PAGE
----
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Welcome to My Blogsite

You will find on this blog a collection of my work mostly done in Google SketchUp and Rendered in either Vray for Sketchup, Hypershot, Vray Max, LightUp and Podium.

Download Free Google SketchUp
Download Vray SKetchUp (you need to register in order to download)
Download Podium Evaluation copy Do you want to try Bunkspeed Shot? Click HERE.

Monday, 30 May 2011

Google Sketchup and Schools

Integration of SketchUp to schools is fast becoming a norm. In our school we also use SketchUp. My students design their interior and furnishes, while Middle school students use SketchUp in connection with their Math studies.

I came up with this site dedicated in providing material for K-12 using SketchUp. Click it HERE.

Image courtesy of

Sponza Polar

Using my Sponza render spherical render. I have done a Polar version.

Friday, 27 May 2011

Thursday, 26 May 2011

SketchUp to 3dMax and VrayMax

I was asked several times by the readers with my work flow with Sketchup to Max. from 3dMax2010 with its connection, now 3DMax 2011 up can now open skp files without any problem. But for those people who are stull using the old 3dMax here is my workflow from SkethUp and how I preserve those textures.

Here is the image that we will do.

1. Here is the original SketchUp scene. I used the texture from form fonts for these pillows.

In SketchUp, I selected by texture and then group the components with the same materials, whic means in 3Dmax, all with the same materials will be inb one group.

2. Export to 3ds file. Below is a screen grab that shows the settings how I exported my files.

3. Be sure to create one separate folder for this exported files. As you can see on the image below all the materials that I used were placed on one folder.

4. Now open 3DMax and import the 3ds file.

5. Configure Paths. Link the folder where your textures are, this way 3DMax can link them.

6. Once you linked the texture path, try to render the scene. You will see the textures are applied like in SketchUp.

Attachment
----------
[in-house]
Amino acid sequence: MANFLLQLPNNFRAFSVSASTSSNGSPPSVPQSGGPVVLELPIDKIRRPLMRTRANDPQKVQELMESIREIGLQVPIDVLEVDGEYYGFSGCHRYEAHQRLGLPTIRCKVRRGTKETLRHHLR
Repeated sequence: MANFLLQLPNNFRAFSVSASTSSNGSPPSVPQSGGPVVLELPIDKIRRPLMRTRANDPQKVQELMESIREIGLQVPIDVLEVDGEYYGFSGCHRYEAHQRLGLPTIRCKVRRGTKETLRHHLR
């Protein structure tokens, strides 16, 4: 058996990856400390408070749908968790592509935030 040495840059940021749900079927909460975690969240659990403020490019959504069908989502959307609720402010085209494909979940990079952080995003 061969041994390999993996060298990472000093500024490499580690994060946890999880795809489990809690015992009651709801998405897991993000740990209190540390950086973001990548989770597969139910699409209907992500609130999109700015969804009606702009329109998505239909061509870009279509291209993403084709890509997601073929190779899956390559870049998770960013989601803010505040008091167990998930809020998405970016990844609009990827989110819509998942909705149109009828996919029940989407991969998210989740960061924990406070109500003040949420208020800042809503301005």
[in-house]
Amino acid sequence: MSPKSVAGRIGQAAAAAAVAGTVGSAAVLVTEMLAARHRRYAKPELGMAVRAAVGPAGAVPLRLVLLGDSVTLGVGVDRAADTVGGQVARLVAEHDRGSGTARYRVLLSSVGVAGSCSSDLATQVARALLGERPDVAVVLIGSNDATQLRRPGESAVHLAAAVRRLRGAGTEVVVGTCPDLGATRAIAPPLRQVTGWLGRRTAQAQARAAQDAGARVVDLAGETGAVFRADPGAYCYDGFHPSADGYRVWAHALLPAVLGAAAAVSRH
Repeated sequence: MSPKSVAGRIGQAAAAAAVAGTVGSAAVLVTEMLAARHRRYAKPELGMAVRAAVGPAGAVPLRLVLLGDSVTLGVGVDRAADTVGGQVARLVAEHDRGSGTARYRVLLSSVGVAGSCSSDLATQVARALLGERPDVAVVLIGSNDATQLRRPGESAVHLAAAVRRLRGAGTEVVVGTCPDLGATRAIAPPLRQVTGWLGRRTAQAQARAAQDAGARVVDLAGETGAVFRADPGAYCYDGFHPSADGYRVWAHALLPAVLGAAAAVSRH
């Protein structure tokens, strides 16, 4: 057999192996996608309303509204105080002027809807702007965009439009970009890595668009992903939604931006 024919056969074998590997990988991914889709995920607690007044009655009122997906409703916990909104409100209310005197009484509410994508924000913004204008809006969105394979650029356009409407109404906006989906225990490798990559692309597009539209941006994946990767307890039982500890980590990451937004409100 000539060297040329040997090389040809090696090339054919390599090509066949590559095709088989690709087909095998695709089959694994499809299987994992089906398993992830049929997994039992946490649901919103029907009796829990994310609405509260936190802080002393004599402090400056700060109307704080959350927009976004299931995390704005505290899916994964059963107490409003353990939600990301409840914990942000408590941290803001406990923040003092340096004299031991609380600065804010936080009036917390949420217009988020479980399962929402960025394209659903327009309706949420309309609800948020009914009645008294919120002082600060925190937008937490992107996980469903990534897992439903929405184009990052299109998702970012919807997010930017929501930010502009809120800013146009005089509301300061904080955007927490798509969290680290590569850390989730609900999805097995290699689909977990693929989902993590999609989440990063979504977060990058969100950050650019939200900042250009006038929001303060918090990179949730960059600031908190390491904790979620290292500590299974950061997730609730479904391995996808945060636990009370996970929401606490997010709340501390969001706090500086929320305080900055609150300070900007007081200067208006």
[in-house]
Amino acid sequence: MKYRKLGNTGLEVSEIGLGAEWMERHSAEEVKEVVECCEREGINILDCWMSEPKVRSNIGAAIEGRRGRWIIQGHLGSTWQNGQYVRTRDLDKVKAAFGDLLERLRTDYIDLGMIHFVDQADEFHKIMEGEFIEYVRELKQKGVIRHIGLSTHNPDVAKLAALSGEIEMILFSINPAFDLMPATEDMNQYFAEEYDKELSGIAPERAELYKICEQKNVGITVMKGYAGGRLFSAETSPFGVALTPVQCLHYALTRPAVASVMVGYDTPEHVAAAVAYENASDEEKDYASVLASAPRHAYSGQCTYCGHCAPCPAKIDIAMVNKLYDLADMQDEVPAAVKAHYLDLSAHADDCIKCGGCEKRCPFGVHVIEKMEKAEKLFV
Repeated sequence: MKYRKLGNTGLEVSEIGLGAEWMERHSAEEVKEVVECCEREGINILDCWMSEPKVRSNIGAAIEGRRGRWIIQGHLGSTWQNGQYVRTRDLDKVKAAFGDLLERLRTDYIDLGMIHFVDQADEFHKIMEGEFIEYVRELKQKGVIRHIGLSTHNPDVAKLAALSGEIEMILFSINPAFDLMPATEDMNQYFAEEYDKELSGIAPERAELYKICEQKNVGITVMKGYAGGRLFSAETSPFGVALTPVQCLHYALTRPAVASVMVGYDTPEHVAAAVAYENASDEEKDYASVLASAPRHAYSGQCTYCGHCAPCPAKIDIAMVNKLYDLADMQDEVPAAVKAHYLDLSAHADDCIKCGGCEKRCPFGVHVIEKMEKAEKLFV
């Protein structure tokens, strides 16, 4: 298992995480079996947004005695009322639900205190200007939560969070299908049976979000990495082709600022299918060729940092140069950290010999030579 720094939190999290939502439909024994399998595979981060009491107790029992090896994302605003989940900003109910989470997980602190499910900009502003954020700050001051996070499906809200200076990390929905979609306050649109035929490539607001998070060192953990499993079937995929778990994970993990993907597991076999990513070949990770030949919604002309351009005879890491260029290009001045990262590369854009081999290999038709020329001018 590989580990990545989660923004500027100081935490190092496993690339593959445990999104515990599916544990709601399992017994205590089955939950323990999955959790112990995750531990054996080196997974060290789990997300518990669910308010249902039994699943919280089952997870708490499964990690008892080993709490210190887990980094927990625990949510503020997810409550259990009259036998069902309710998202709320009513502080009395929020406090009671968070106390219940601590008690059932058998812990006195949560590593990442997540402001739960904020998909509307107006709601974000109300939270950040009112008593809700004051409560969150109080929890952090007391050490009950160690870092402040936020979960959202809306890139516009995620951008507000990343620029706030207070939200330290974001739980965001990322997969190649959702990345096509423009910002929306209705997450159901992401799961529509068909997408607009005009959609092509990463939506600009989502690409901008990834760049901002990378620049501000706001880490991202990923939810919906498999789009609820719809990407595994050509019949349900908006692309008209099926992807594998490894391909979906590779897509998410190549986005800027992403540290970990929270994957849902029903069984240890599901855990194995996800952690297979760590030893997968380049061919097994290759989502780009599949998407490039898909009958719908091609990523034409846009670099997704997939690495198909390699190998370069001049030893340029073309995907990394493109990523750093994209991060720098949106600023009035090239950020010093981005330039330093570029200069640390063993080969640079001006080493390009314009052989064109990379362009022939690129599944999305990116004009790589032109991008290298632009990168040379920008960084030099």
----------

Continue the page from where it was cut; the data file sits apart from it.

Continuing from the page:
I dont want to stop there. I want to create vray materials and tweak further the Vray materials parameters.

7. Using the eyedropper, click the material you want to convert into vray material. Onced clicked, create  new vray material and on the diffuse slot box load your texture which are located on the material/map browser.

Alternatively you can automate the process by downloading the script to max plugins.

Wednesday, 25 May 2011

HDR done in VraySKetchup + Photoshop

This was an accidental discovery. I was rendering my sponza for virtual reality using exr file. Using photoshop I saved it with luminance and HDRI this spherical image. I then tried to use keyshot and used to do a test render.. Here are my quick results using keyshots. Less than a minute render for each image..

Download the HDR I made HERE

Special credit with "Michalis" with the statue.

Sunday, 22 May 2011

Virtual reality of Sponza using SketchUp and Vray

Here is my second VR. Using SPonza. I encourage you to see the original. rendered in 8000X4000px using vrimage

Sponza in Lazio

For easy viewing visit the site where this VR is being hosted.,0.00,70.0

OR you can download the VR image I did in PAno2VR HERE

You might be interested in viewing the tutorial on how to do this here:


My first Virtual Reality can be viewed HERE.

Friday, 20 May 2011

Nomeradona Mixed media approach_SketchUp, Vray and Photoshop

Here is a tutorial on how to use the different styles in Sketchup and merging them with rendered image in Photoshop thus creating a what we called "digital mixed media"